Wednesday, March 08, 2006

Int’l Women’s Day & Thanks 4 the maps

It’s snowing again. I made it happen. Yes, I have that much power. All I had to do was wash my clothes… which meant that I had to hang them outside… which means that I made it snow. It’s just like making it rain by washing your car. So yeah, the snow is pretty – all pristine and white – blah blah blah, and this blog was about to be christened “Primavera que no llega” - “Spring that never arrives.” Time is of no consequence. It’s oozed and melted into an indistinguishable, murky puddle. Winter is never leaving. I might as well just accept it. I’ve misread my placement. It’s not “Peace Corps Bulgaria.” It’s “Peace Corps Siberia.”
I’ve been having some good times though. Friday was a holiday (like, Bulgarian Independence Day), so I ditched out and went to visit another volunteer. She lives pretty close to Sofia, so we spent a lot of time there. It was nice to visit and hang out. Plus, being in Sofia meant that I got to eat yummy food. That’s always a plus. I’m a sucker for good food and could easily spend my entire living allowance on nice restaurants if I had the possibility here. It’s a good thing I’m out in the boondocks. So yeah, I had Indian food (mmmmm!) and we also went to a strictly vegetarian restaurant where they had an interesting variety in buffet form. I think you would have liked it, Grandpa. But you make better.
Toni, the other volunteer, and I visited the ruins of an ancient fortress. Then we explored a half-built structure that probably lost funding amidst bureaucratic red tape. It was disappointing to see a structure with such potential that just became a backdrop for graffiti. Later, I went with her to a choir rehearsal. It was interesting. I admire that she’s gotten involved in her community to the point that she’s joined a choir – and singing songs in Russian! We also attended a Latin mass on Sunday. I could kinda understand the order of service. Good ole’ Spanish kickin’ in when I need it. My Bulgarian is no good for my Spanish – nor for my English.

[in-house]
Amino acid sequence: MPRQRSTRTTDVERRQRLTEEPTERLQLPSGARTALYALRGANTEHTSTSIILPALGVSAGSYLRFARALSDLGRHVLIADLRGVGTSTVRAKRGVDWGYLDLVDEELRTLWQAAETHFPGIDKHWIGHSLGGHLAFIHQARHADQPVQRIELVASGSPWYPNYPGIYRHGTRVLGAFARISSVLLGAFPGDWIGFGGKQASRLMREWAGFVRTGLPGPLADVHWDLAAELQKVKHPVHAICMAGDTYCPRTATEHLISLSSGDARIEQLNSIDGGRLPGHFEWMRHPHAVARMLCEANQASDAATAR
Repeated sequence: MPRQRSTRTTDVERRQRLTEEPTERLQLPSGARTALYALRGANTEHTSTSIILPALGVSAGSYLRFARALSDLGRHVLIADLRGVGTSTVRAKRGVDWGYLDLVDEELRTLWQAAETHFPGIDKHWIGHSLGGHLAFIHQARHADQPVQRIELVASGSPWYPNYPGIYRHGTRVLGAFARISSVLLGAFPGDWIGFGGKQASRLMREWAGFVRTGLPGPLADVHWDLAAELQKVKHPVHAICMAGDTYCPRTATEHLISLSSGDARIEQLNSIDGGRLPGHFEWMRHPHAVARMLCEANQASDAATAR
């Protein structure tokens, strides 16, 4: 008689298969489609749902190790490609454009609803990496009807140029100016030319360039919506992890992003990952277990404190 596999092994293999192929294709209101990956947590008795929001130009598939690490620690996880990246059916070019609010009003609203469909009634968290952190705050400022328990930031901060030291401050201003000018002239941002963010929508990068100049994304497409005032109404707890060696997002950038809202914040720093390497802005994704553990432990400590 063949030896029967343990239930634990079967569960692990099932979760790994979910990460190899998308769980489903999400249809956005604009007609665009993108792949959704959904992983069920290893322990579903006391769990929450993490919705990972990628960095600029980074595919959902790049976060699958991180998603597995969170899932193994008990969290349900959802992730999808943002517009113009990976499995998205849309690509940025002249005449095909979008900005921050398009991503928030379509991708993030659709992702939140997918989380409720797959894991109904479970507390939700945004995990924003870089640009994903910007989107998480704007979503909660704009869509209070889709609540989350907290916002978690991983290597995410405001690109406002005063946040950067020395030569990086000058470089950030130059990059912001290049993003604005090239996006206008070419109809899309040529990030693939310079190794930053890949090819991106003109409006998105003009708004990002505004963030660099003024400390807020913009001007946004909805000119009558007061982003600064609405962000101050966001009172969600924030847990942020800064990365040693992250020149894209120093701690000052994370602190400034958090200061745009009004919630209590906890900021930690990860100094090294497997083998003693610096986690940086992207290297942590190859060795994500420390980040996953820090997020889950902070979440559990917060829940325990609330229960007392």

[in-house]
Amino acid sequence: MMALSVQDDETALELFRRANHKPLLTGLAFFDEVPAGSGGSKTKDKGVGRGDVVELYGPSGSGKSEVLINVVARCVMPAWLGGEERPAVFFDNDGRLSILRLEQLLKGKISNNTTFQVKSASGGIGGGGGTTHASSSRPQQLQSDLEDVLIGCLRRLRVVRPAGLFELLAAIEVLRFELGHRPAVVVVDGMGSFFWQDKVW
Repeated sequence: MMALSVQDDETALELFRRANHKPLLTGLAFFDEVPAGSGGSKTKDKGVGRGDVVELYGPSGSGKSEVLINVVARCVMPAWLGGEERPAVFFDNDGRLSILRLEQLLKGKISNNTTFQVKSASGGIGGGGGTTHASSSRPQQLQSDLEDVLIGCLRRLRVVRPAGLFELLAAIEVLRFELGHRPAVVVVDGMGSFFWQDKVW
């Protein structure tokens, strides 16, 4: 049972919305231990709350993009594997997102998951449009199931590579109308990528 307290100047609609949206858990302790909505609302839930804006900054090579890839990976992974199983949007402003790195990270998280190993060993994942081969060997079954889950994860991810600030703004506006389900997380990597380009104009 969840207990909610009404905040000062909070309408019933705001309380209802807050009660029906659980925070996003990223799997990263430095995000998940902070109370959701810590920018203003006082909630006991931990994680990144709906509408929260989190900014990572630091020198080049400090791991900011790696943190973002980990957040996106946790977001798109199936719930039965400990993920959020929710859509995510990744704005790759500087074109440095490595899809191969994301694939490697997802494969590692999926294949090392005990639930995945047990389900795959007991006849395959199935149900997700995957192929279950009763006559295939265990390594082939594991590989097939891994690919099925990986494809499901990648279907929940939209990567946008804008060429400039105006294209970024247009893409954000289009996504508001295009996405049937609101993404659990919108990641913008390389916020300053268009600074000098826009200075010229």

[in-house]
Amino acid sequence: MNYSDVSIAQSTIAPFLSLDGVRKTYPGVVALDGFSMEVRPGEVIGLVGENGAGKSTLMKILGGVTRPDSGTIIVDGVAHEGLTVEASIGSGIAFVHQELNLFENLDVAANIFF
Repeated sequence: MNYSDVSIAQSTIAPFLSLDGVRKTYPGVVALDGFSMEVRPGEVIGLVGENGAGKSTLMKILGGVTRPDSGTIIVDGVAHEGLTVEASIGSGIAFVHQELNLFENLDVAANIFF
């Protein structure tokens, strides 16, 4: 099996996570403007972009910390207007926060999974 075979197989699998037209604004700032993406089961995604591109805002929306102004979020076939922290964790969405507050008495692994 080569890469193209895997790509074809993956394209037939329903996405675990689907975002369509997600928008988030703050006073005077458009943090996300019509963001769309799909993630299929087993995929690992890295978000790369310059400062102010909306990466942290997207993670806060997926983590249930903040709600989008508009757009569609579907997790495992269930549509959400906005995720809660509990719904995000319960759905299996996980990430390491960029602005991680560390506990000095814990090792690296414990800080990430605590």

Speaking of Spanish though, I’ve started Spanish lessons with Maria and Reneta. My Bulgarian tutor and her daughter are planning on coming also. We’ll see how that goes. I’m excited, ‘cause it should be fun, but I’m also scared to see how much I’ve stored away in the crevasses of my mind (only to collect dust) – when it used to be on the tip of my tongue. My English classes are going along all right. I’ve missed quite a few due to my recent travels, but some kids are keeping up. Others are starting to view my class as a social hour. They’ll talk the whole time. I’m about to tell them to hightail it over to a café. I have more newfound respect for teachers. I apologize for every time you were trying to teach, and I was talking to those around me. It’s so rude!